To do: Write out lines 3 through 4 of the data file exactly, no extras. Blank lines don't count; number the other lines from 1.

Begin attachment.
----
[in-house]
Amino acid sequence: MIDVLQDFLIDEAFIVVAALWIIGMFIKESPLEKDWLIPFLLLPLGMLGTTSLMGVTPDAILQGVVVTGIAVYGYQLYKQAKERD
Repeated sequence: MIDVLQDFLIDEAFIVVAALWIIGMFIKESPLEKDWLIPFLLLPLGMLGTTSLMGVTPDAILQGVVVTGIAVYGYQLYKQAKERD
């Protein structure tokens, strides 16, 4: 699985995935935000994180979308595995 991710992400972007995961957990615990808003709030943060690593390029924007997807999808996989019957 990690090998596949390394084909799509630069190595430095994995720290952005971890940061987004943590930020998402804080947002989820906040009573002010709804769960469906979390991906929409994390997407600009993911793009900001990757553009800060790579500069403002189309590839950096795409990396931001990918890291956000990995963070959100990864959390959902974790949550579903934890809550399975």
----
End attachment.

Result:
Repeated sequence: MIDVLQDFLIDEAFIVVAALWIIGMFIKESPLEKDWLIPFLLLPLGMLGTTSLMGVTPDAILQGVVVTGIAVYGYQLYKQAKERD
């Protein structure tokens, strides 16, 4: 699985995935935000994180979308595995 991710992400972007995961957990615990808003709030943060690593390029924007997807999808996989019957 990690090998596949390394084909799509630069190595430095994995720290952005971890940061987004943590930020998402804080947002989820906040009573002010709804769960469906979390991906929409994390997407600009993911793009900001990757553009800060790579500069403002189309590839950096795409990396931001990918890291956000990995963070959100990864959390959902974790949550579903934890809550399975």